[Log in to Reply]  [No Email]

02-05-2004 05:38:12

Report to Moderator
 Re: Re: Re: Re: Re: Re: Snow on the Pole Barn Roof in reply to jdemaris, 02-04-2004 19:04:11  
I'm sure there are a few situations where proactive snow removal is justified. I just don't understand why I see people with new houses with 70 lb roofs and 6 feet of ice and watershield as underlayment up on their houses every time they get 6" of snow tearing up their shingles to remove it. I see people who have difficulty just getting up on the roof trying to keep their roofs bare all winter. I just think these people are causing more damage then they are preventing.

[Log in to Reply]  [No Email]

02-05-2004 06:33:27

Report to Moderator
 Re: Re: Re: Re: Re: Re: Re: Snow on the Pole Barn in reply to dave, 02-05-2004 05:38:12  
Well yeah . . . I guess that's why roof rakes were invented. Mine have 40' pole extensions, and when standing on the ground, you are pulling snow in the direction that it won't hurt asphalt shingles. But . . I don't have, and never again will have, ANY asphalt shingles on a roof. I've converted everything to steel and love it.

[Log in to Reply]  [No Email]

02-05-2004 10:17:27

Report to Moderator
 Re: Re: Re: Re: Re: Re: Re: Re: Snow on the Pole B in reply to jdemaris, 02-05-2004 06:33:27  
I saw a local guy the other day blowing 12" of fresh snow off of the roof of his new house with a snow blower. I've lived in the snow belt all of my life and have never done a thing to any of my buildings to remove snow, but I know a roofer who loves the idea. He replaced roofs every spring with torn shingles. I think a lot of people do things just because "that's what I have always done" not because they understand what they are doing.

[Log in to Reply]  [No Email]

02-03-2004 18:47:49

Report to Moderator
 Re: Re: Snow on the Pole Barn Roof ? in reply to Dave, 02-03-2004 15:04:08  
Simply put, yes . . . several times. Code here in this part of Central New York State requires 40 lbs. per square foot, referred to as a "heavy snow load." I've been in several areas in Michigan where it is also 40 lbs. Had a new horsebarn come down here last winter a month after it was completed. Also had a supermarket roof and a church roof come down. Horsebarn owner sued, don't know how he made out. They put it back up with a 60 lb. rating instead of the required 40. Snow can be deceiving once it gets wet a few times and settles. I just shoveled some of my barn roofs a few days ago and had over four feet on them - luckily it was dry snow.

[Log in to Reply]  [No Email]

02-03-2004 14:38:10

Report to Moderator
 Re: Snow on the Pole Barn Roof ? in reply to DPost, 02-03-2004 10:21:44  
Check out this website, I live in Ohio and although we don't get near as much snow as you I'm considering these cause when the snow builds up and decides to slide of it sure piles up all at once on the ground.

[Log in to Reply]  [No Email]

02-03-2004 14:29:29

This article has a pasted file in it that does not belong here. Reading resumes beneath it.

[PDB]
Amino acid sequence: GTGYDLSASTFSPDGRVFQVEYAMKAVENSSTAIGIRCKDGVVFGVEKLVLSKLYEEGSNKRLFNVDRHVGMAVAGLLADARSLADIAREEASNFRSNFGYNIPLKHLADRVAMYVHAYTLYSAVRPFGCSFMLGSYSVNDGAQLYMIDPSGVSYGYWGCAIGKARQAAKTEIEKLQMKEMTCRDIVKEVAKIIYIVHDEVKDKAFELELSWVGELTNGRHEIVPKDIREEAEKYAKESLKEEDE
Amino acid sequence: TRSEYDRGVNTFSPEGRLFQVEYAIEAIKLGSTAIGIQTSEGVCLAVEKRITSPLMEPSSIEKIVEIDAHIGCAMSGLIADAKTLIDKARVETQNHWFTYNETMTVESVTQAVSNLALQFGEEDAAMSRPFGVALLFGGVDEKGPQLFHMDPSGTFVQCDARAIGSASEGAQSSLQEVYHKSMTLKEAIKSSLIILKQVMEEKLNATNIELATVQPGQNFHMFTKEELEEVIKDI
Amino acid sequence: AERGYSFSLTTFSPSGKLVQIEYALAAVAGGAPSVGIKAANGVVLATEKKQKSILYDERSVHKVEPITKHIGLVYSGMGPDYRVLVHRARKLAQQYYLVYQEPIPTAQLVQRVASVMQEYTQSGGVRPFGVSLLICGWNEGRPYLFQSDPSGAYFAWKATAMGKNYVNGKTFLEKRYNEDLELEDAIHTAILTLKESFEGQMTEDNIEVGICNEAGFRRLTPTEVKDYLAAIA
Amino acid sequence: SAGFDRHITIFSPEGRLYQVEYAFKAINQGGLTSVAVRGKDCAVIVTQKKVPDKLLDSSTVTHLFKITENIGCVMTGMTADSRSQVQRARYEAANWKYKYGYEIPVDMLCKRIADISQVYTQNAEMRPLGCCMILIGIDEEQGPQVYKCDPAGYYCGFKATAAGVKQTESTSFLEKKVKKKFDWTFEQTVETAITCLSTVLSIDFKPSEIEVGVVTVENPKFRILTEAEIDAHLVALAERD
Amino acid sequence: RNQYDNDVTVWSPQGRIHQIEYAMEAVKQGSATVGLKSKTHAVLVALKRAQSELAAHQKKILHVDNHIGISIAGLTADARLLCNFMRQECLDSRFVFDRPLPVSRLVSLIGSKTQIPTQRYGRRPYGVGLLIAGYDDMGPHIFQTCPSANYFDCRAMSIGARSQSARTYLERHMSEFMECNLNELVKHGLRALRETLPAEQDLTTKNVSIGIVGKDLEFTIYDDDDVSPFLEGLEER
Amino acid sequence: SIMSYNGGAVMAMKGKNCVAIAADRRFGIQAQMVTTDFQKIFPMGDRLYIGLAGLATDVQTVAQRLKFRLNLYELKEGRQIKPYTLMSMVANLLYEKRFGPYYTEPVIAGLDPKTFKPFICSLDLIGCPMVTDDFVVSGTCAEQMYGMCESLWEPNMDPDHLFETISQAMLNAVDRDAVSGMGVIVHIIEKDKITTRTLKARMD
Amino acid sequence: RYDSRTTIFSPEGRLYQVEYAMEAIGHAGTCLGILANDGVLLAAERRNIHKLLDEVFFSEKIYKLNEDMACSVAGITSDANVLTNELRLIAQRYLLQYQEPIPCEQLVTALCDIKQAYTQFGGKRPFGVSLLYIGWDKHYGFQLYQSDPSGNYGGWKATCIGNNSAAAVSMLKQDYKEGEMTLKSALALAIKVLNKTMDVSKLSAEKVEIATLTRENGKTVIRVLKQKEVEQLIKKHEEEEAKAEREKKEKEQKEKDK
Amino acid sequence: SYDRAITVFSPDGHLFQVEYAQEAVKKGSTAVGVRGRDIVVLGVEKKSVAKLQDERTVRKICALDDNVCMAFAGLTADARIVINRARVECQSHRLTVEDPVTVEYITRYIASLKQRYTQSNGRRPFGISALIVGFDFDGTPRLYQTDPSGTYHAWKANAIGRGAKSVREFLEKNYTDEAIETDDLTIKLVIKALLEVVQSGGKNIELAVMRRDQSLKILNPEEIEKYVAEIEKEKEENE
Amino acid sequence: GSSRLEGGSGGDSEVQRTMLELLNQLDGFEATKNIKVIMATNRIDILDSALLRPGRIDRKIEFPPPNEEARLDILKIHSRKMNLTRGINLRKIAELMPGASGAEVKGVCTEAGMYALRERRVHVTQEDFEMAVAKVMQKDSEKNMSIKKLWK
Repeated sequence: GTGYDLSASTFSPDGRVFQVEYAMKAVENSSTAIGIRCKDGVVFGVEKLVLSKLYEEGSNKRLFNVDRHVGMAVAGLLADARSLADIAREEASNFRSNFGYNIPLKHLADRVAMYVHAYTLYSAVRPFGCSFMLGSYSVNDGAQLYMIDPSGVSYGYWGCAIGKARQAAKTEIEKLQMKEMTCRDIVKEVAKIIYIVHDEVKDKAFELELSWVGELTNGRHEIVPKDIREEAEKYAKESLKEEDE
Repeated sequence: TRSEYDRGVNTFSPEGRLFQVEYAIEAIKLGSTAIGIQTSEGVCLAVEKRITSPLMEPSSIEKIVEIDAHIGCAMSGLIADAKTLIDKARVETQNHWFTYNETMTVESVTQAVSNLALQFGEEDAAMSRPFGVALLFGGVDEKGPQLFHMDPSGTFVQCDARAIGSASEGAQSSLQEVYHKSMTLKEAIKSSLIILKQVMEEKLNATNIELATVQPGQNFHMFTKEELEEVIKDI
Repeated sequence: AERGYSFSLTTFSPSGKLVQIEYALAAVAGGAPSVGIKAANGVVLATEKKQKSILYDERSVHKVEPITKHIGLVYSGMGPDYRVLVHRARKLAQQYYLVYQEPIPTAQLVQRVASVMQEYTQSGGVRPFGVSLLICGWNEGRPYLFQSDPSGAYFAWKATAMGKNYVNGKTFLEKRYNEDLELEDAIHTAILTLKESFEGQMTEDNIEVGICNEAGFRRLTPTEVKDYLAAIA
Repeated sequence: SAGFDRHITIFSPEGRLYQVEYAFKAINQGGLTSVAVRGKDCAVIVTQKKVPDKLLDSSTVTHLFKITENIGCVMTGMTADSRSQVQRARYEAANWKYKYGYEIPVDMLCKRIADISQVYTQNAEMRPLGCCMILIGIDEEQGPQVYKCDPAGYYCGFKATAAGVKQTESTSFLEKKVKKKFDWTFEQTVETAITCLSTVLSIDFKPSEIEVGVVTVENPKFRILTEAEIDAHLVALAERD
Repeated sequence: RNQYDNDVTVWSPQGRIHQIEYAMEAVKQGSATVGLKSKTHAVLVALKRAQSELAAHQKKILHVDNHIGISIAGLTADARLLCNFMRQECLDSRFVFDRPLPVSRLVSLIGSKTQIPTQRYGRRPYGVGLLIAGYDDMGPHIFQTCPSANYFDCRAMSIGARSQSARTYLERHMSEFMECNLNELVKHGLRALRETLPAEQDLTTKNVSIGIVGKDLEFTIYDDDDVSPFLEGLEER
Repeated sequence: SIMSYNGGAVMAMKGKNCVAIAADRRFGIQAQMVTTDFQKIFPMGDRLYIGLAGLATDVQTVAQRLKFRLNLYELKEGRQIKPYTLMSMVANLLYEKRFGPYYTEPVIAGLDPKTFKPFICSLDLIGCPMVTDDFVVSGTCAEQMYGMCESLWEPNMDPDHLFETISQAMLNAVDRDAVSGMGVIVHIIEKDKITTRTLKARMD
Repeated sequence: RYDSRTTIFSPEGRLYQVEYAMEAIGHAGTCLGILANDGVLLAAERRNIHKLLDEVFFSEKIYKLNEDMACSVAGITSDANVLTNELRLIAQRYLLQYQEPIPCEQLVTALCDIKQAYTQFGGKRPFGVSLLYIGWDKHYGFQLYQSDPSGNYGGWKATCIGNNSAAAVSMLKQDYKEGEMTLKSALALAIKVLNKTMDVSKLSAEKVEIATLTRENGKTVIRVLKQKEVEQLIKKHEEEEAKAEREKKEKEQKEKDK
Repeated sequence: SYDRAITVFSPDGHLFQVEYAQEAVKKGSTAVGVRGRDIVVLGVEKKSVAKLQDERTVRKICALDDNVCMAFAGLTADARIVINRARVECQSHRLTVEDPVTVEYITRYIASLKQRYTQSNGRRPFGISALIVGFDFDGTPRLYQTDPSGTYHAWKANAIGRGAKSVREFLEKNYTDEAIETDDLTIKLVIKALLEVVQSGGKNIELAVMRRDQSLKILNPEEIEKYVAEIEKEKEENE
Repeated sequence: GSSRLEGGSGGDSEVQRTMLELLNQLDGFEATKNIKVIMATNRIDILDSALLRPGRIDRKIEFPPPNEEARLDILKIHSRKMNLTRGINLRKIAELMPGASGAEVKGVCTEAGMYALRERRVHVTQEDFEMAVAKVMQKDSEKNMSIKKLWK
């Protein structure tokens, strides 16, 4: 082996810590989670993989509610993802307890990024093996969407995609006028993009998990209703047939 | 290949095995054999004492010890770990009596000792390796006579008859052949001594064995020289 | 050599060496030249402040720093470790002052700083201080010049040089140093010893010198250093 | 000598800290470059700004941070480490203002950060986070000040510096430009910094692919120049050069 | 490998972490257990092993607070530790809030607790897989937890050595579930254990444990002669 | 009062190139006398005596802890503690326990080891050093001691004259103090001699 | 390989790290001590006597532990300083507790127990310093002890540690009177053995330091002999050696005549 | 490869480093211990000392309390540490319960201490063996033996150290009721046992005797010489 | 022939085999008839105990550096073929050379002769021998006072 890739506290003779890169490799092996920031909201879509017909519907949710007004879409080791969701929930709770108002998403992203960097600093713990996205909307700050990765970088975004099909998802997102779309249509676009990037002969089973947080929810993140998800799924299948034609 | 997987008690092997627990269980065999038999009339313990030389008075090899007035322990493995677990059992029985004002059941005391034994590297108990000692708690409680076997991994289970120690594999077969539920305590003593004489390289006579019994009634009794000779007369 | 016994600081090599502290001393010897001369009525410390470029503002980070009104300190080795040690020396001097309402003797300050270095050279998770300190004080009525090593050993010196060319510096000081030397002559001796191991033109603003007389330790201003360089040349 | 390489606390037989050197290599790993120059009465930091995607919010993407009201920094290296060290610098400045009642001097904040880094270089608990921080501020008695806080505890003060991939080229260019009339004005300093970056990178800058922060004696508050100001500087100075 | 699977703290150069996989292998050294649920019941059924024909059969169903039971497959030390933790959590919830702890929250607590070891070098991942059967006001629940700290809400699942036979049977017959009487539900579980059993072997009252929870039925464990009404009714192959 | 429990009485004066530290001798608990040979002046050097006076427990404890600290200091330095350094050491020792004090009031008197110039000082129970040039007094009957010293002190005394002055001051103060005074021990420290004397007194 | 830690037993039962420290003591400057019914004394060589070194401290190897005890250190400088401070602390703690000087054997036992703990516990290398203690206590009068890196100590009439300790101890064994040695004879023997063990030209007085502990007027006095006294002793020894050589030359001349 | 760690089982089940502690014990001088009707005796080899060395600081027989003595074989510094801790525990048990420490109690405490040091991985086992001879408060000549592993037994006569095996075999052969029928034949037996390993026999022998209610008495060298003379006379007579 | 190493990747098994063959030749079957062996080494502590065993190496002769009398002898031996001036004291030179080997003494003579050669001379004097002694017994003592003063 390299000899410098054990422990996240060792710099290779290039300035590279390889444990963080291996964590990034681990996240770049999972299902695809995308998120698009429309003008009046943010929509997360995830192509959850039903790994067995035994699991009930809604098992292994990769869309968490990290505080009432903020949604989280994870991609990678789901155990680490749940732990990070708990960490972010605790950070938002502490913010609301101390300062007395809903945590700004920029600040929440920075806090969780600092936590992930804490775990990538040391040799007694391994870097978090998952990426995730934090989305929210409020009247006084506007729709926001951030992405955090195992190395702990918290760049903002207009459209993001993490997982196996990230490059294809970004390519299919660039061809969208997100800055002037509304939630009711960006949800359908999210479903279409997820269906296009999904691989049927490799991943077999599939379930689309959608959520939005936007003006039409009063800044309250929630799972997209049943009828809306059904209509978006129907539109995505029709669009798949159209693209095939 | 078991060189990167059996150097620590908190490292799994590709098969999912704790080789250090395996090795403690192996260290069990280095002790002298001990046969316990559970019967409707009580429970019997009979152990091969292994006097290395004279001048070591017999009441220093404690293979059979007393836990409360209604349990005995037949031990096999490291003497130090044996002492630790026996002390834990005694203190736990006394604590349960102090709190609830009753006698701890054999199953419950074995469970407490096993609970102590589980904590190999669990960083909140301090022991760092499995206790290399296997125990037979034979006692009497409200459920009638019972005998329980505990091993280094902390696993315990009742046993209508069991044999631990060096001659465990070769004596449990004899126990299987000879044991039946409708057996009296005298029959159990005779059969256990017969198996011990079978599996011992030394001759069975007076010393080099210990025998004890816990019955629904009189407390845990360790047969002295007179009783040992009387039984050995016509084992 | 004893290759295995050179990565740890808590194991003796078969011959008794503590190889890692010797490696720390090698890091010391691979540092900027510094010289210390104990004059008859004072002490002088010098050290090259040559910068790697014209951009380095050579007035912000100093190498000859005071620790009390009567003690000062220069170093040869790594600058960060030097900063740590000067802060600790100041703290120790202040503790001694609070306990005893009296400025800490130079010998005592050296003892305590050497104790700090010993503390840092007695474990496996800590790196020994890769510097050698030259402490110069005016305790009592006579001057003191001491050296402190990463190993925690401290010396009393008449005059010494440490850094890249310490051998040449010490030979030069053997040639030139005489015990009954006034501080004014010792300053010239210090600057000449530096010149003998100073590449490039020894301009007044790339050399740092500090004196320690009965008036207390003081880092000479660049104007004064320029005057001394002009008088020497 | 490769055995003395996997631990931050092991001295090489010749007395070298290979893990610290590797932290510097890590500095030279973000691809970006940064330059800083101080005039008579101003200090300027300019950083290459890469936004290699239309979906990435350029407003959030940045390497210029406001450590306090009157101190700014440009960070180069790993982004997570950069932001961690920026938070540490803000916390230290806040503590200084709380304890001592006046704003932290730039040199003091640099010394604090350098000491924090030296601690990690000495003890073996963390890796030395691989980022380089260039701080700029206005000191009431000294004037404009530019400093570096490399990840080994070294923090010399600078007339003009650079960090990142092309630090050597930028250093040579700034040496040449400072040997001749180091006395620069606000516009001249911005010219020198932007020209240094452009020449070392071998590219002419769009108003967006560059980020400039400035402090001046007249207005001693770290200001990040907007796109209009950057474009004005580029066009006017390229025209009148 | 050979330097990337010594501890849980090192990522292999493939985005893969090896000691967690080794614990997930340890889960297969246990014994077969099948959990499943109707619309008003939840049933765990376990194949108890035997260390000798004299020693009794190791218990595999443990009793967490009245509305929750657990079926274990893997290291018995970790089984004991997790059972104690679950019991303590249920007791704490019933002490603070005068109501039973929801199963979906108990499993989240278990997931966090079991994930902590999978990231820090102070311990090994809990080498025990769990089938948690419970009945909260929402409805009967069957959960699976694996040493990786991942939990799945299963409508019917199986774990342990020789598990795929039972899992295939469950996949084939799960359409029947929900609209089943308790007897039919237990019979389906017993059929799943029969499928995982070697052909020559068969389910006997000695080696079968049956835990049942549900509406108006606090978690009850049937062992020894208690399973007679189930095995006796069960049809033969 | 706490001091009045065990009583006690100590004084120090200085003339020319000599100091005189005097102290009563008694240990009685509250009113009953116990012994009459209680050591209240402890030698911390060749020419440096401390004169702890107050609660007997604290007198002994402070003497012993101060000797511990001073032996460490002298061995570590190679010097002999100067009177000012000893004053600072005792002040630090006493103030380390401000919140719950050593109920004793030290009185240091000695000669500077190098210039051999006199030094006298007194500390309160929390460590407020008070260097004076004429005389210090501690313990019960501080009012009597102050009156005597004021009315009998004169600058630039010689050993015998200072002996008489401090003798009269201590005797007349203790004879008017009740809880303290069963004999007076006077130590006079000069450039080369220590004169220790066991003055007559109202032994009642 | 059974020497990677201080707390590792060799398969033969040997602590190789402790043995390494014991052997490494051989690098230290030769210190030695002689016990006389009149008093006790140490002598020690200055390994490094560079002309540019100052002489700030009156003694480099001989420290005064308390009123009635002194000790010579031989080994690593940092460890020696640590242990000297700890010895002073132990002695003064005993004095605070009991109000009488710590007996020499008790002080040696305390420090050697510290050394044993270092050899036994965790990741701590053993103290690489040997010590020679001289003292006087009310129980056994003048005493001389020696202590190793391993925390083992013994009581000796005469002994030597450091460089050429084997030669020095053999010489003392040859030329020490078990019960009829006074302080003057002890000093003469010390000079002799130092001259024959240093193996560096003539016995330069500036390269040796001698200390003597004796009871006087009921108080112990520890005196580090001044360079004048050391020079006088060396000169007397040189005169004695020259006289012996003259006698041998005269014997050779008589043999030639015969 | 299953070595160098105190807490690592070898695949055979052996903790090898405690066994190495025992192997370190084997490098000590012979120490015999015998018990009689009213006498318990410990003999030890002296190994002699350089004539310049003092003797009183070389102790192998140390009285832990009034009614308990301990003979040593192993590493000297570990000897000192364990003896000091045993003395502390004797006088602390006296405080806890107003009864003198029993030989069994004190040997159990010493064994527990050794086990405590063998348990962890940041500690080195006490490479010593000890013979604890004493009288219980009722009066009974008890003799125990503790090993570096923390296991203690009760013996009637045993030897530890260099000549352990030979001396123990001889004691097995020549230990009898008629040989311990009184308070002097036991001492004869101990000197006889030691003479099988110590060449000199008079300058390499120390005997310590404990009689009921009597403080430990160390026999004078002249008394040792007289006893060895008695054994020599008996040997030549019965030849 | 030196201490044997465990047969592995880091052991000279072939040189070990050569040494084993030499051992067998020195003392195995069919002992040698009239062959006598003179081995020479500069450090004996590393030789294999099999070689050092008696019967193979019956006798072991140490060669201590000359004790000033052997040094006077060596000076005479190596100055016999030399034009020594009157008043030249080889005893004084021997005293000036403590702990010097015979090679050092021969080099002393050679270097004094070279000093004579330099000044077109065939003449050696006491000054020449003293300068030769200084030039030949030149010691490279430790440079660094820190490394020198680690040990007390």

Report to Moderator
 Re: Snow on the Pole Barn Roof ? in reply to DPost, 02-03-2004 10:21:44  
I know of a manufacturing company, that had a large area with a canopy covering it. It had a large amount of snow on top and someone got the bright idea of removing the snow by washing it off with a water hose. The whole thing froze and the canopy collapsed. No one cared to admit to being responsible for that one.

[Log in to Reply]  [No Email]

02-03-2004 12:27:42

Report to Moderator
 Re: Snow on the Pole Barn Roof ? in reply to DPost, 02-03-2004 10:21:44  
You could move the pole barn South say 1,000 miles or so. I could use another one at my place. When we do get snow it is never enough to build up even though our building codes require snow loading to be figured in truss design. I can think of some environmentaly un-friendly ways but you would think there would be a wax out there for that.

[Log in to Reply]  [No Email]

02-03-2004 11:59:19

Report to Moderator
 Re: Snow on the Pole Barn Roof ? in reply to DPost, 02-03-2004 10:21:44  

[Log in to Reply]  [No Email]

02-03-2004 11:22:43

Report to Moderator
 Re: Snow on the Pole Barn Roof ? in reply to DPost, 02-03-2004 10:21:44  
Years ago they sold a heat tape that could be put on or under a roof to help with that problem. Don't know if they still make them or not

[Log in to Reply]  [No Email]
Mark Scholten

02-03-2004 10:53:31

Report to Moderator
 Re: Snow on the Pole Barn Roof ? in reply to DPost, 02-03-2004 10:21:44  
Build a fire inside and get it toasty warm for the day. The snow will melt from the underside and slide off like ice on a pole barn roof. Use caution when walking around buildings with metal roofs. When a sheet of ice breaks loose, it doesn't warn you.

[Log in to Reply]  [No Email]
[Options]  [Printer Friendly]  [Posting Help]  [Return to Forum]   [Log in to Reply]

Hop to:

Fast Shipping!  Most of our stocked parts ship within 24 hours (M-Th). Expedited shipping available, just call! Most prices for parts and manuals are below our competitors. Compare our super low shipping rates! We have the parts you need to repair your tractor. We are a company you can trust and have generous return policies. Shop Online Today or call our friendly sales staff toll free (800) 853-2651. [ About Us ]

Home  |  Forums

Copyright © 1997-2018 Yesterday's Tractor Co.

All Rights Reserved. Reproduction of any part of this website, including design and content, without written permission is strictly prohibited. Trade Marks and Trade Names contained and used in this Website are those of others, and are used in this Website in a descriptive sense to refer to the products of others. Use of this Web site constitutes acceptance of our User Agreement and Privacy Policy

TRADEMARK DISCLAIMER: Tradenames and Trademarks referred to within Yesterday's Tractor Co. products and within the Yesterday's Tractor Co. websites are the property of their respective trademark holders. None of these trademark holders are affiliated with Yesterday's Tractor Co., our products, or our website nor are we sponsored by them. John Deere and its logos are the registered trademarks of the John Deere Corporation. Agco, Agco Allis, White, Massey Ferguson and their logos are the registered trademarks of AGCO Corporation. Case, Case-IH, Farmall, International Harvester, New Holland and their logos are registered trademarks of CNH Global N.V.

Yesterday's Tractors - Antique Tractor Headquarters